This winter, skip the lift lines (and traffic) and head to Mount Bailey for an epic backcountry skiing experience. Not into extreme skiing? Close by, Diamond Lake Resort offers adventures for everyone.
What if I told you that we could reduce snowriding to its essence? No resort crowds, no lift lines. How about no lifts at all—and no boundaries. You’re thinking Valdez. But I’m talking about Southern Oregon’s Mount Bailey, where the primary marketing initiative is word of mouth, and the terrain, well, it speaks for itself.
Bailey was once intended to be Oregon’s next-big-thing destination ski resort, but plans to transform the 8,000-foot volcano into a traditional lift-accessed ski area never came to fruition. Instead, Mount Bailey remains a remote outpost of powder skiing. With more than 5,000 acres of terrain and 600 inches of annual snowfall, Bailey’s bounty is reserved for those who hop aboard Diamond Lake Resort’s snowcat for a ride that starts at the resort and ends somewhere in backcountry nirvana above Bailey’s seemingly endless chutes and glades.
One of the oldest ski-touring companies in the west, Cat Ski Mt. Bailey is just two hours south of Bend near Crater Lake in the Umpqua National Forest. Roughly 100 miles from the nearest population center, Mount Bailey is no secret, but its location and lack of amenities has kept it off the radar of most casual skiers.
Assuming you can ski powder on expert terrain at your home mountain, then you’re at least a candidate for Bailey. There are no prerequisite skill tests, but Mount Bailey’s crew isn’t in the babysitting business. It pitches its services to advanced and expert skiers and boarders in plain language. The resort’s website advises would-be visitors to “leave intermediate skiers at home.”
For those who seek the steep and deep, Cat Ski Mt. Bailey’s expert guides and varied terrain offer an experience unlike anything available at traditional resorts. Mount Bailey can provide a once-in-a-lifetime type of day that is savored among each small group of skiers and boarders. (The operation limits its groups to twelve skiers or riders per day.) Powderhounds fortunate enough to load the snowcat after a winter storm lays down a fresh layer of snow can expect a day full of powder “whoops” and snow-eating grins.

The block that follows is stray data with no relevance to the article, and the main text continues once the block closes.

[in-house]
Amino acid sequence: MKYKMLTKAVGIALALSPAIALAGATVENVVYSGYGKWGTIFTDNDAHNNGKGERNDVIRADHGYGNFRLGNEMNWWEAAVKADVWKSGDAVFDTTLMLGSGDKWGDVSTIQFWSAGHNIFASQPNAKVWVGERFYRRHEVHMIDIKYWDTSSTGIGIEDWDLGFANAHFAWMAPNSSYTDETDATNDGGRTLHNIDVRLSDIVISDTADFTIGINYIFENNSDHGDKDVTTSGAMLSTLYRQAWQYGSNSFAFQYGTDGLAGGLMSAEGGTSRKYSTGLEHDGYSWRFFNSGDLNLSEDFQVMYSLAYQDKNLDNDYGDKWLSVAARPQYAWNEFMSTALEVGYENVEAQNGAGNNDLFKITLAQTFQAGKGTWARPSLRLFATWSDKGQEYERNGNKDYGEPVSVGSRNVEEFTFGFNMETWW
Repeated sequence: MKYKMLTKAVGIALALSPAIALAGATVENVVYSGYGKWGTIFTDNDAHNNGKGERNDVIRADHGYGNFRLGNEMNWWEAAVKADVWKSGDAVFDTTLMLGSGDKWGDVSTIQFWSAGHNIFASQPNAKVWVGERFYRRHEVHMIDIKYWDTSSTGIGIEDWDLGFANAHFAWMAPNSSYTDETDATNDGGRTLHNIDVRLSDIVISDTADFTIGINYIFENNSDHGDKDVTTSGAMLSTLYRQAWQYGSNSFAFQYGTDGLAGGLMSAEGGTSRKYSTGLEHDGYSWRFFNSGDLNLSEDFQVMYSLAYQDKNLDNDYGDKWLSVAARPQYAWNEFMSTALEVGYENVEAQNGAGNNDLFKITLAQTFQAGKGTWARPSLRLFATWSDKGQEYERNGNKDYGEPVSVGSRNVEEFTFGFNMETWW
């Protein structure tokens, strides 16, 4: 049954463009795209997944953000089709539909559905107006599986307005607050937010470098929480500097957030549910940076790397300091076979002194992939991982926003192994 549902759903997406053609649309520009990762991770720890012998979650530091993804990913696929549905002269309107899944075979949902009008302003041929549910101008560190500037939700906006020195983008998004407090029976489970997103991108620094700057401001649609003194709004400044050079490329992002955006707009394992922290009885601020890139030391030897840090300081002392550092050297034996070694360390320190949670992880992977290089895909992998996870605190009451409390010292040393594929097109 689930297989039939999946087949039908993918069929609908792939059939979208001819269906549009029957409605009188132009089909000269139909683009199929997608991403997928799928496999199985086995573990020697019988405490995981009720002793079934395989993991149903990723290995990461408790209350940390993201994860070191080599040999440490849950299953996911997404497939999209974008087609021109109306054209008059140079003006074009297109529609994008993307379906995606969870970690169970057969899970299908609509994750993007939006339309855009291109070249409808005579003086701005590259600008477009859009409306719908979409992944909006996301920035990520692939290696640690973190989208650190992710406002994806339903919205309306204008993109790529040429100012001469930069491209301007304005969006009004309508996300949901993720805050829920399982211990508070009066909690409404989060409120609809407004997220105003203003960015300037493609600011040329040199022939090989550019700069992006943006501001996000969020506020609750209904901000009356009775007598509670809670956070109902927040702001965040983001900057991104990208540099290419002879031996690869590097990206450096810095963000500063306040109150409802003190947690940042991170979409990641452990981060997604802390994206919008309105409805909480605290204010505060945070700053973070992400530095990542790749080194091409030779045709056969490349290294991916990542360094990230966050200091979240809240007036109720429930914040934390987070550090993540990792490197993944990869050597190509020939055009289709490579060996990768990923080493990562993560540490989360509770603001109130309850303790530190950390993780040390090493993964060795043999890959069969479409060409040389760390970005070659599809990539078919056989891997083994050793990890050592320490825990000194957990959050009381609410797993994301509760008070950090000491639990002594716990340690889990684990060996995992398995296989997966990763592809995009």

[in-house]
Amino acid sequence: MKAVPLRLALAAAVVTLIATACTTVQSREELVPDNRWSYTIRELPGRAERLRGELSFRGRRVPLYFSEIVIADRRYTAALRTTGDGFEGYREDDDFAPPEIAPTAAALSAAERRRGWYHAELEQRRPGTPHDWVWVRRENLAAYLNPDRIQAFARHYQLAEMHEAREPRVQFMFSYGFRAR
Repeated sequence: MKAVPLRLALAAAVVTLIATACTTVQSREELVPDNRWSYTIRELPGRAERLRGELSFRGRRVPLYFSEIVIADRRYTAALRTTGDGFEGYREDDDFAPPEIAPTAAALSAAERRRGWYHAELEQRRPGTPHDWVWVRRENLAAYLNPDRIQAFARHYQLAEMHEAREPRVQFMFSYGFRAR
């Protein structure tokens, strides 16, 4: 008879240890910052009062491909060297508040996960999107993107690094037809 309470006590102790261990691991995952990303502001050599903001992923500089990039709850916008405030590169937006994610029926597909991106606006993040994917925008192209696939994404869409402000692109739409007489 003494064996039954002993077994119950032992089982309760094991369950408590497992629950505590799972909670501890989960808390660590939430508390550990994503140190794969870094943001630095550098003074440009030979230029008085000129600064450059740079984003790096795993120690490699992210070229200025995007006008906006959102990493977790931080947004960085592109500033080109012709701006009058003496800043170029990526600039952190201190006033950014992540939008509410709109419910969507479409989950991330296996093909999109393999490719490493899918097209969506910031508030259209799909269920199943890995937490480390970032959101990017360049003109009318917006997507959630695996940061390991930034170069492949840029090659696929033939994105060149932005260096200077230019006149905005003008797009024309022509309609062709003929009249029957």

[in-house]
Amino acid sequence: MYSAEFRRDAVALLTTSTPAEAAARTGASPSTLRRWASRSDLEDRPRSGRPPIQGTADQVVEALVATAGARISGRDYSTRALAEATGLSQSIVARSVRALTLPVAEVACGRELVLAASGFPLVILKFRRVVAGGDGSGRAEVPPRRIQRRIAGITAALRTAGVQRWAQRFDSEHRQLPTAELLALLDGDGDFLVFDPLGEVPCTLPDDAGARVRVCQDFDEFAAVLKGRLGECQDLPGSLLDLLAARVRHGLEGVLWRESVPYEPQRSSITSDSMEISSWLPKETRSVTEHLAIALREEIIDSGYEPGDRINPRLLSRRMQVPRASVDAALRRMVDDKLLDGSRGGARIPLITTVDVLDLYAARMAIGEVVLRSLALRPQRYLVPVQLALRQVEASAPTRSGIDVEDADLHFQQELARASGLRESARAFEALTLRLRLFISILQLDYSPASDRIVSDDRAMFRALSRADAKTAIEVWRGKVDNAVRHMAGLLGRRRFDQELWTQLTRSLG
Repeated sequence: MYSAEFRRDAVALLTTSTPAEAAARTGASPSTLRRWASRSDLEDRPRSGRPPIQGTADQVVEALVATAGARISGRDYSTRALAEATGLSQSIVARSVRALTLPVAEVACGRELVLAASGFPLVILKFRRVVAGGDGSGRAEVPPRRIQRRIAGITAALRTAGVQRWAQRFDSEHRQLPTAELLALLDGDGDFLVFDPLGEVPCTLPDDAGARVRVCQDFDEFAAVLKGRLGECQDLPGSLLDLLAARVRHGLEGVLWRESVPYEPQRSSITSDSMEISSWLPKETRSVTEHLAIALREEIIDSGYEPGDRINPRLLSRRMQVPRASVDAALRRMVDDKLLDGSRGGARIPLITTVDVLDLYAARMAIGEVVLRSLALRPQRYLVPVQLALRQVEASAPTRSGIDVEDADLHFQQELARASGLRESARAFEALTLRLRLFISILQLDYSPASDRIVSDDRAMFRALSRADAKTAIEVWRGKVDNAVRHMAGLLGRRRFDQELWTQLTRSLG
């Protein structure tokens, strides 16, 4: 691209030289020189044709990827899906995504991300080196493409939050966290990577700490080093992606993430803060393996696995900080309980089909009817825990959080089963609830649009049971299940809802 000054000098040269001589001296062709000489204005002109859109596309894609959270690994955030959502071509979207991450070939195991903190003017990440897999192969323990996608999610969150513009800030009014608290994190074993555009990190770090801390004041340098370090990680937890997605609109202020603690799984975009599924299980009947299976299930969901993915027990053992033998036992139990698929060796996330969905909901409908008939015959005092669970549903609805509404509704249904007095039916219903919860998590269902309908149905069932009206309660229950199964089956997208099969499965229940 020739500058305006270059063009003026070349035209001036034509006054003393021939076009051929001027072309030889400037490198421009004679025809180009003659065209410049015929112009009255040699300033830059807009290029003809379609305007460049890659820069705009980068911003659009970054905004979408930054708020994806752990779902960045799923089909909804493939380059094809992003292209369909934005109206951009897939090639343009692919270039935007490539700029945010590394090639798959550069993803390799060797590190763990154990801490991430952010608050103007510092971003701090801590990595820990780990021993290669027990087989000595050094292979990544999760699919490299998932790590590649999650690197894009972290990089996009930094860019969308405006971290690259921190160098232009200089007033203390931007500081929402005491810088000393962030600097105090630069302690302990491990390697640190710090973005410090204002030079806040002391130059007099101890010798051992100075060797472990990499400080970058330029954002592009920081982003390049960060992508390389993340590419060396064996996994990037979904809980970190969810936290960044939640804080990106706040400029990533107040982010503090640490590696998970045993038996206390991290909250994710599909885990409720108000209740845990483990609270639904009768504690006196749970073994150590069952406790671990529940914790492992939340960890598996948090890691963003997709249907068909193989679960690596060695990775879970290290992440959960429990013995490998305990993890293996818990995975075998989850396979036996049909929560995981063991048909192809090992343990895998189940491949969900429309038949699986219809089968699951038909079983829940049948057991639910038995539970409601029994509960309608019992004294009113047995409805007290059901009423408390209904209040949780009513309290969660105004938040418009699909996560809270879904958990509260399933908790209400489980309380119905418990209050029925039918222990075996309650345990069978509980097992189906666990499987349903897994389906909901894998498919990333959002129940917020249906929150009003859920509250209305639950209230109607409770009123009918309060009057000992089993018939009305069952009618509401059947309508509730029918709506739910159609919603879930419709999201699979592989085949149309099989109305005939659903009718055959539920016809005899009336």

“Every day is different, every run is different,” said guide Ryan Oswald, son of the legendary late guide Rick (Oz) Oswald.
Guests can typically expect around six or seven runs in a day, totaling roughly 15,000 to 18,000 feet of vertical drop, according to lead guide Ross Duncan. And while storms are frequent, the durable snowcats and varied terrain mean there are always turns to be had.
Even on storm days when the lifts close at Bachelor, Mount Bailey offers protected tree runs. “Stormy days are great—we love skiing them,” said Duncan.
Cat skiing is typically offered daily from December to early April—conditions dependent—for $385 per person per day. Group rates and ski-and-stay packages are available, with accommodations at Diamond Lake Resort.
Stay and Play
If extreme backcountry adventure isn’t your thing, Diamond Lake Resort also has a variety of family-friendly activities.
“The beauty of being in the mountains in the snow—there’s not many places in Oregon that can offer everything we have,” said Diamond Lake Resort operations manager John Jonesburg.
He’s called the resort, established in 1922, home for twenty-eight years. “I just love it. I can’t imagine living anywhere else,” he said.
The lakeside resort added a new 470-foot “wonder carpet” conveyor lift to its tubing hill last year and offers an extensive network of groomed cross-country and snowmobile trails. It’s even possible to snowmobile to Crater Lake.
Lodging options range from motel-room-style to a full seven-bedroom cabin, added just three years ago. Prices vary from $105 to $1,099 per night. The resort also offers lodging, snowmobile and cat ski package rates.